14,716 nautical miles, 813 days, one a***hole
That isn’t a bad record, is it? It’s taken almost 15,000 miles and over two years to come across our first real arsehole. And even then we didn’t see him.
Maria and I were celebrating our wedding anniversary at the Huahine Yacht club when a young French girl came over to us to ask if we have a boat on the dinghy dock. She explained that the guy who organises boat tours from the building next door to the Yacht Club had jumped into our dinghy, opened the petrol tank and poured the contents into our dinghy. ‘He went crazy’, she said. But she didn’t understand why he did it – and nor do we. We are always careful to make sure that we are not in the way of anyone and leave the dinghy on a long line. All I can assume is that he took exception it being locked to the cleat because he couldn’t nick it.
We paid up and went to look at the aftermath of this lunatic’s assault. Fortunately, there was still plenty of fuel left in the tank to get back to Lady Jane. But the smell of petrol was nauseating. I went to see if I could find this guy. We are ultra-careful not to pollute the sea when filling the dinghy tank, almost to the point of paranoia. We use a huge funnel in an attempt not to spill any fuel, and have soak cloths at the ready just in case anything does spill. So, I was extremely pissed off. Fortunately, though – for him, me, or both – the shop was closed, and there was nobody around.
The dinghy has an automatic valve that allows fluids out of the dinghy but not back in, so much of the petrol had already flowed out into the sea. After getting back to the dinghy, I used a cloth to soak up the floor as best as I could, but there was little I could do to prevent the remaining fuel leaking into the water. What a tosser.
Whales, Rainbows and Spirituality
That one incident aside, we have enjoyed our stay here in Huahine. When we arrived, after a pleasant overnight sail from Moorea, a beautiful rainbow and a small pod of whales greeted us outside the pass – just visible on the photograph below. And we have found the local people (except for one) to be friendly.
We found a great place to anchor in the sand between the two passes, then the next day we moved to a mooring line that I spotted when snorkelling around the boat. It was in good condition, with two chains to independent anchor points, but the float had broken free.
Only mad dogs and Englishmen – and Women
We were going to hire electric bikes on our wedding anniversary and pedal over to the Fare Potee at Maeva. Maeva is the ancient capital of Huahine and one of the foremost spiritual centres of Polynesia. Unfortunately for us, however, a cruise ship had arrived that morning, and the bikes had been snapped up by the passengers. So, we set off on foot.
We walked south first of all – to see what was there – and then back north again towards Maeva. After sweating away for what felt like miles, we looked at Google Maps to see how far we had to go. Another hour was the answer. So, we did what any sensible traveller would do: stuck our thumbs out for a lift. And within two minutes a woman, with her two children, in an SUV stopped for us. She sorted the seating arrangements so that I could sit in the front, and Maria in the back and took us all the way to Fare Potee.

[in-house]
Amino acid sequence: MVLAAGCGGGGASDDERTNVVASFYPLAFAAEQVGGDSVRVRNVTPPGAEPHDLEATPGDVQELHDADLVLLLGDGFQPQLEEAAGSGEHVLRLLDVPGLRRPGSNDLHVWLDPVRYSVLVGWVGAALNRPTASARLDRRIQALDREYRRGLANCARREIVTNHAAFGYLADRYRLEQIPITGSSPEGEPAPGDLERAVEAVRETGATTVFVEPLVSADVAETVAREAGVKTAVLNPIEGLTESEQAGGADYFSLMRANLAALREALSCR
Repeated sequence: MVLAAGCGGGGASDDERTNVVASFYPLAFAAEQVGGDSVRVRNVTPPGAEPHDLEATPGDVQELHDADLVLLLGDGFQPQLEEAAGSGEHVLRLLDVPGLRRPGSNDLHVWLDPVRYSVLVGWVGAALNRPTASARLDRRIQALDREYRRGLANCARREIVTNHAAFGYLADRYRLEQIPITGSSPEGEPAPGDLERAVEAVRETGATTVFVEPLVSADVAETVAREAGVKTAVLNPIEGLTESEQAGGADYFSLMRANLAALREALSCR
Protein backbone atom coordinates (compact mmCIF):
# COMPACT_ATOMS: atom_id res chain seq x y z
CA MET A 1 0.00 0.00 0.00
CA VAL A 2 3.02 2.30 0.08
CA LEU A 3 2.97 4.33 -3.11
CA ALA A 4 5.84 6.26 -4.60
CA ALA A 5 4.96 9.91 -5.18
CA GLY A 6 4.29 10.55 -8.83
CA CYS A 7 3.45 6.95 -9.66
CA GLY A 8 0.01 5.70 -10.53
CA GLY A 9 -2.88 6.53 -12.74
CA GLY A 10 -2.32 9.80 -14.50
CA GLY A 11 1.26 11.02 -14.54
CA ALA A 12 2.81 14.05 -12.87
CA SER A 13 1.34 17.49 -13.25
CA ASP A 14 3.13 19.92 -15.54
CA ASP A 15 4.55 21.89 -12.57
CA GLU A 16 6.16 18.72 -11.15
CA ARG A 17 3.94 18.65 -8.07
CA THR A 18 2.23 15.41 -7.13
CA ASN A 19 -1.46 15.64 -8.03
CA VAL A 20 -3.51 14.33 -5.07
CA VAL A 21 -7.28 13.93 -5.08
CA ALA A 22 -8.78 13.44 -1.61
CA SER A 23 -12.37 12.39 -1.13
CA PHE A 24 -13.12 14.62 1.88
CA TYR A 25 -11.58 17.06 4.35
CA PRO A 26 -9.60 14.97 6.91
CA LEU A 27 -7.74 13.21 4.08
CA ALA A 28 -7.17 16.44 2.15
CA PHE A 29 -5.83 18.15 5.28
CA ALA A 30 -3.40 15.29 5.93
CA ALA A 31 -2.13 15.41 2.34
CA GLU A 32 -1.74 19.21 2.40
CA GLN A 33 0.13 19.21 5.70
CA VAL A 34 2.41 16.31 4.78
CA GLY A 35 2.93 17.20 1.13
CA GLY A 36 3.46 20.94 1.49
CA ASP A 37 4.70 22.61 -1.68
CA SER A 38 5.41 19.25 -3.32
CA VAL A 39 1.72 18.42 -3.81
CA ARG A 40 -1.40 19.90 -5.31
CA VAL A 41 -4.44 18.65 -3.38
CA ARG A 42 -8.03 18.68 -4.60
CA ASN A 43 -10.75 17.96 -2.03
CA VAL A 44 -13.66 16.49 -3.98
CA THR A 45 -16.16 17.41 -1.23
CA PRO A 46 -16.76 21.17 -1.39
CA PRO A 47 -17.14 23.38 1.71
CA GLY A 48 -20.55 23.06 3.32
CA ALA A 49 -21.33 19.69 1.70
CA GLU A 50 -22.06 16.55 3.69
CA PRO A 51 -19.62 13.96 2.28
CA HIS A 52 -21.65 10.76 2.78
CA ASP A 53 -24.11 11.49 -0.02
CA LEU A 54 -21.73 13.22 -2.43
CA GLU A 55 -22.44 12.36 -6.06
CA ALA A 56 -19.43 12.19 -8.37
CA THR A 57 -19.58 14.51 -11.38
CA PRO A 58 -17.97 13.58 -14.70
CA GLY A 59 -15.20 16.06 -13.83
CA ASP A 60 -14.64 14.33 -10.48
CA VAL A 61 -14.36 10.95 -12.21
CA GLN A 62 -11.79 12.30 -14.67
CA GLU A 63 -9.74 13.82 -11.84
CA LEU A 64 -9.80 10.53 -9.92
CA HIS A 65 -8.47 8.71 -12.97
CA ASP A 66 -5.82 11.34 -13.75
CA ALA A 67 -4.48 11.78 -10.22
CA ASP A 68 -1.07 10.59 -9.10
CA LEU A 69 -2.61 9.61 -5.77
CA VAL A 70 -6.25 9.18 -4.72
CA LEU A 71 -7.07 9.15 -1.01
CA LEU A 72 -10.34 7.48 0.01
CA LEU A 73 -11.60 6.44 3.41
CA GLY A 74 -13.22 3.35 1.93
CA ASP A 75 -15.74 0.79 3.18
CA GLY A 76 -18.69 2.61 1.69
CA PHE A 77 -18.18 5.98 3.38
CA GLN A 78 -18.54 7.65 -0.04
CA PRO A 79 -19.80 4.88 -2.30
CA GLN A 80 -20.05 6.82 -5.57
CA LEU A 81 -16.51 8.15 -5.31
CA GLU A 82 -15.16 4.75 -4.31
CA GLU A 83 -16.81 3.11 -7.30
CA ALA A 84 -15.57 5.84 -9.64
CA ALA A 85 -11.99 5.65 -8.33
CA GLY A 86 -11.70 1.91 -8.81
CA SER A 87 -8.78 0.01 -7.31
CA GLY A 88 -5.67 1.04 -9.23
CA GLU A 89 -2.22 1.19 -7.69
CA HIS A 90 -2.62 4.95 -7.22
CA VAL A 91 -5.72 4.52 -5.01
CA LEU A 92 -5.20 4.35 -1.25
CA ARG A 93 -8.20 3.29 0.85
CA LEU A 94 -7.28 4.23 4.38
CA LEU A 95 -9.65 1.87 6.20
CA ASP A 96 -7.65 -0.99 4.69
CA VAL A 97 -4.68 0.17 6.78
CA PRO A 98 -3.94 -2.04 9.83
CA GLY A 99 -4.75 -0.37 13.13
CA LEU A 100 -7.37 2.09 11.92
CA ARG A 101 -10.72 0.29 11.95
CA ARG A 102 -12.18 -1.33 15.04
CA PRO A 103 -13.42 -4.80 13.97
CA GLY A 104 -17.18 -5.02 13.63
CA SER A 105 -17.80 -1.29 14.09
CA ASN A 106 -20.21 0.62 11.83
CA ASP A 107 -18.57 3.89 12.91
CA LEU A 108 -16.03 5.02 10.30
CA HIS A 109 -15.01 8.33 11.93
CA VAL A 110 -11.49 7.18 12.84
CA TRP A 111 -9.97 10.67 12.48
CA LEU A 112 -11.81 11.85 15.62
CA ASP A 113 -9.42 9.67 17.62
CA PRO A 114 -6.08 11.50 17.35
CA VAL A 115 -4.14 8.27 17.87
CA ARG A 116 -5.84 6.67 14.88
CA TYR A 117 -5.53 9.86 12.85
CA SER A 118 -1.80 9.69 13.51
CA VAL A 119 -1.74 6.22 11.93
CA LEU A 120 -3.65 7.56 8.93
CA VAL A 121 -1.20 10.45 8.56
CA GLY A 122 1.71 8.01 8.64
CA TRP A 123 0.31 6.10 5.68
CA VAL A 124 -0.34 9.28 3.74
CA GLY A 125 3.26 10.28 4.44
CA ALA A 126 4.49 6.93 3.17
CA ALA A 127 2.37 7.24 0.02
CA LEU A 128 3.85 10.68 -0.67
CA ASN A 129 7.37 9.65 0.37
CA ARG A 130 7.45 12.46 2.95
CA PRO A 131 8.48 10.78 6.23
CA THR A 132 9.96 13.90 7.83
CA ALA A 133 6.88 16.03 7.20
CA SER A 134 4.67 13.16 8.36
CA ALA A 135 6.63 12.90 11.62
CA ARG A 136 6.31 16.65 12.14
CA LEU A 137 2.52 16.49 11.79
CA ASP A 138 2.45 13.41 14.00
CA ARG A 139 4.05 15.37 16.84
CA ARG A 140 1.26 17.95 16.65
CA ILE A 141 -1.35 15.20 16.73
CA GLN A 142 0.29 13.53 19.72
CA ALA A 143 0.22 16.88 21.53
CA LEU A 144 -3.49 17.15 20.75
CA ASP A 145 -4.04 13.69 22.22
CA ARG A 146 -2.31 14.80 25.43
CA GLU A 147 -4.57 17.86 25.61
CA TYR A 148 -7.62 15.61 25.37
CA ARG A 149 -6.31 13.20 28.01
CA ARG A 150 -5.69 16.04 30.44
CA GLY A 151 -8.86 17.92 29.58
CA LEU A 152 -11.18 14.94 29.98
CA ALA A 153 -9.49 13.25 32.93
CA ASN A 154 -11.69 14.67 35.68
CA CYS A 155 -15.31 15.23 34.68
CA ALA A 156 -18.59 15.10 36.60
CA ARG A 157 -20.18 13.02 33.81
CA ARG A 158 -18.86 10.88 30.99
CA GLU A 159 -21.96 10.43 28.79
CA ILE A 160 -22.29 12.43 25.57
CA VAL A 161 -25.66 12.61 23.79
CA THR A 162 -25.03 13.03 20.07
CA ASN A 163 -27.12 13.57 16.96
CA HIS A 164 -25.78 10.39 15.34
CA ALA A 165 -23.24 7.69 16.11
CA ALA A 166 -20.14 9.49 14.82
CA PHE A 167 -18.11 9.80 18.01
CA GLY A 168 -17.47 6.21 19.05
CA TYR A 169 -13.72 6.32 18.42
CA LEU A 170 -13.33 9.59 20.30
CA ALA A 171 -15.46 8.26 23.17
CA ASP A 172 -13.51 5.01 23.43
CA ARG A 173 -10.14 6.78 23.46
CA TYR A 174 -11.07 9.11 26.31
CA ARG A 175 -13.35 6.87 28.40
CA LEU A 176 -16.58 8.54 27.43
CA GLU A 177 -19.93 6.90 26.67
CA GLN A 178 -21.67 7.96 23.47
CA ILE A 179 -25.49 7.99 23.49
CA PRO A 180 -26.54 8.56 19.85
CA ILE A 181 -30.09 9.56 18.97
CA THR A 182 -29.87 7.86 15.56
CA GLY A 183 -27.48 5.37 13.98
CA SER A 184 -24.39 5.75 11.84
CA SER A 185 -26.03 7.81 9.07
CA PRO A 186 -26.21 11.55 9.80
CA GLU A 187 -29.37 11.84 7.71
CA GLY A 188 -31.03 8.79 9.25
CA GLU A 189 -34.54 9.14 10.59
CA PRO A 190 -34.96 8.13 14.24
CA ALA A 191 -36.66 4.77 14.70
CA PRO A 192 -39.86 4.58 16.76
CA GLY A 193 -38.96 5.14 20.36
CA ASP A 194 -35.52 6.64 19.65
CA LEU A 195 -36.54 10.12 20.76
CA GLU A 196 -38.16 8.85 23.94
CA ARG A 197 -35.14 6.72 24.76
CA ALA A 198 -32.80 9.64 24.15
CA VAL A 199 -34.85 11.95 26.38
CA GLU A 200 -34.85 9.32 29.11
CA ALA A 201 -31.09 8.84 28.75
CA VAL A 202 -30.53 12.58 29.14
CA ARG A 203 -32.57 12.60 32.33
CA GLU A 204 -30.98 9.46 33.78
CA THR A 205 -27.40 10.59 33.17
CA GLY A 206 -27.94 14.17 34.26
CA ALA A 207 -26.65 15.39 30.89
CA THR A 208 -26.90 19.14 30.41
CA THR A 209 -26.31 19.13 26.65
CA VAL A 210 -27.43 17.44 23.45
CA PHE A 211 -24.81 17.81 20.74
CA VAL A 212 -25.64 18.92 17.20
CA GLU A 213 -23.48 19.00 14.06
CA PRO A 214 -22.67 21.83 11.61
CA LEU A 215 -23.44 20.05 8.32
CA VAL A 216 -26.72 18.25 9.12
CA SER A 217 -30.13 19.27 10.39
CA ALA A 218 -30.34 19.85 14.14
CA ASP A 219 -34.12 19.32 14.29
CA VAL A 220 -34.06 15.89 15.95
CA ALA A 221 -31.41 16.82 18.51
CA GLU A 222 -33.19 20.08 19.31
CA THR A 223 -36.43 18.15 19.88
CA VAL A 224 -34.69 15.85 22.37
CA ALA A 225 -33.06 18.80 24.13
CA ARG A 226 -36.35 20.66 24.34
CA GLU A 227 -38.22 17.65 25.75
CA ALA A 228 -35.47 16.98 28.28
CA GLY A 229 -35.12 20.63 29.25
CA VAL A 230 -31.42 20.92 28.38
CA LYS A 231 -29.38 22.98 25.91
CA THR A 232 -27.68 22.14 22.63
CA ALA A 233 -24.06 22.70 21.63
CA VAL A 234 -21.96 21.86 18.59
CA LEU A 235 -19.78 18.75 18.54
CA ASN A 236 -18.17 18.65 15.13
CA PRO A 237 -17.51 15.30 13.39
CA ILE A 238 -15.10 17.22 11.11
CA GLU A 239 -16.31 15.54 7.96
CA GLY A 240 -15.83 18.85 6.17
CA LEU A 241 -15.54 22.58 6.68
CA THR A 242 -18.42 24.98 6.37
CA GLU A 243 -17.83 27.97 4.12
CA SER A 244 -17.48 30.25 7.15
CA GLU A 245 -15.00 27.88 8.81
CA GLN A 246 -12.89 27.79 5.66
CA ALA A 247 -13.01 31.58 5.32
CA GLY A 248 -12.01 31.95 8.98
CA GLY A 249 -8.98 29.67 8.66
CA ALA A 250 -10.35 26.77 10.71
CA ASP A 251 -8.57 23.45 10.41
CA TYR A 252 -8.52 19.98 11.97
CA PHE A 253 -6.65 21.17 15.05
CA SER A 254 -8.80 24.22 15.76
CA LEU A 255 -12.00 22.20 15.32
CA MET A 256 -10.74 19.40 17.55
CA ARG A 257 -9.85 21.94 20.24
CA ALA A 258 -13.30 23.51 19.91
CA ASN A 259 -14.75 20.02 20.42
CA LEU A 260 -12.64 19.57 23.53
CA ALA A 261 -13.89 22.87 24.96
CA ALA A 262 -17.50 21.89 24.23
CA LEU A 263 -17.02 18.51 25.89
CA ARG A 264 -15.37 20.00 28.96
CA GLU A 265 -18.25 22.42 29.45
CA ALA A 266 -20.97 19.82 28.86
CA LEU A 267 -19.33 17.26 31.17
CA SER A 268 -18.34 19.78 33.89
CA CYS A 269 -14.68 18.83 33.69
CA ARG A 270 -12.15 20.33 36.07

At the Fare Potee, we met some archaeologists who have been living in Huahine here for years. They told us it’s better to come here without bikes because stealing is a local pastime. Thieving isn’t to transform stolen goods into cash; apparently, it’s a bit of a sport. Although we read on Noonsite that a sailor had $2,000 taken from their boat, so it’s good to be cautious.
As we come out of the building, the archaeologist folks also told us of a walking trail not far from the museum. So, we headed over to take a trek around.
Chemin de Randonnee
A group of local guys immaculately maintain the trail. We found them working on the grounds nearby, and one of them came over to show us where the trail starts. We followed his directions, took a deep breath and off we went into the forest and up the hill. It was great to do this; we haven’t hiked anywhere since leaving the Marquesas. Towards the top of the hill are a couple of Maraes (communal and sacred meeting grounds) which were also immaculately tended. The hiking trail may be small, but it’s nearly perfectly formed.
After arriving back down, we didn’t feel much like walking back to Fare. So, our thumbs went back out, and another car stopped. This one with a Taxi sign on the top of it. Bugger. But we agreed on the price and hopped in. Vincent treated us to an explanation, in French, of how Huahine got its name. The term “Hua” means ‘lady parts’, he said. And the “hine” is extracted from Vahine meaning woman. Put them together, and you have Huahine. So, there you go.
On the back seat of Vincent’s car was a ukulele. He invited me to take a look at it then to play it, which I did. Badly. So, in an admirable display of multitasking – driving while playing – he took over and belted out a tune. And he was pretty good.
Rain and more rain
It might be warm rain, but it still soaks you through. The deluge started as we came back from the Yacht Club on our anniversary night and it has hardly stopped since. So, we have been voluntarily boat-bound. There’s currently a front passing over Huahine and Tahiti which should clear on Monday. And as soon as it has – we are off to Raiatea.